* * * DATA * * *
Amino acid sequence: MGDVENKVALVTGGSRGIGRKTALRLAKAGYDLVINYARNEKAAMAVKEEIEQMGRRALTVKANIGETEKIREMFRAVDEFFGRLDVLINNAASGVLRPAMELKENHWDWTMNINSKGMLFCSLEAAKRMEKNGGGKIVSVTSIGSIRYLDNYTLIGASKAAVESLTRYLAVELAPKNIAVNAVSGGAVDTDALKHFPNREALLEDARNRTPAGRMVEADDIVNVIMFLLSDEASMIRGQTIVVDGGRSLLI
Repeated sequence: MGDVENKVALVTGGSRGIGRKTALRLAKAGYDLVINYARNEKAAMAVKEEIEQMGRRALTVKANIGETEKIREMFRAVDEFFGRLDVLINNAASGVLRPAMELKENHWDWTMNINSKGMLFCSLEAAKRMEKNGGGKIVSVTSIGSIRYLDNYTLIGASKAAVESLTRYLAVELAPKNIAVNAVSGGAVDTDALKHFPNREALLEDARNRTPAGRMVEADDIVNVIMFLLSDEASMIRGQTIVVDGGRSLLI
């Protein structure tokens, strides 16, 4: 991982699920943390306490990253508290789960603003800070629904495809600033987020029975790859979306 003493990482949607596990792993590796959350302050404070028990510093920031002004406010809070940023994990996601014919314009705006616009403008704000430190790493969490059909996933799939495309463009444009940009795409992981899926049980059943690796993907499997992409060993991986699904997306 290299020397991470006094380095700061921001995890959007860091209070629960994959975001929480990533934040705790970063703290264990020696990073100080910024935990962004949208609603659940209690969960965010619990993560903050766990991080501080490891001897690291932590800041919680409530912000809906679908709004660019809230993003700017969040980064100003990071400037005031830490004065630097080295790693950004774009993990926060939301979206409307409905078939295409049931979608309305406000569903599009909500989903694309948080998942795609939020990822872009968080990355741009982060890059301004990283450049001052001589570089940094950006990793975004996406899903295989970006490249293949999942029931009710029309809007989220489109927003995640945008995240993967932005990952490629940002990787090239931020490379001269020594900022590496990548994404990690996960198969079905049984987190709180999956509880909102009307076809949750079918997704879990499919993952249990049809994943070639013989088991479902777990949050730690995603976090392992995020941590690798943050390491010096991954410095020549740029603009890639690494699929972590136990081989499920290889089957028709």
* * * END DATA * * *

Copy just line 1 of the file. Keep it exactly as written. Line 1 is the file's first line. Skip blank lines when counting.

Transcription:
Amino acid sequence: MGDVENKVALVTGGSRGIGRKTALRLAKAGYDLVINYARNEKAAMAVKEEIEQMGRRALTVKANIGETEKIREMFRAVDEFFGRLDVLINNAASGVLRPAMELKENHWDWTMNINSKGMLFCSLEAAKRMEKNGGGKIVSVTSIGSIRYLDNYTLIGASKAAVESLTRYLAVELAPKNIAVNAVSGGAVDTDALKHFPNREALLEDARNRTPAGRMVEADDIVNVIMFLLSDEASMIRGQTIVVDGGRSLLI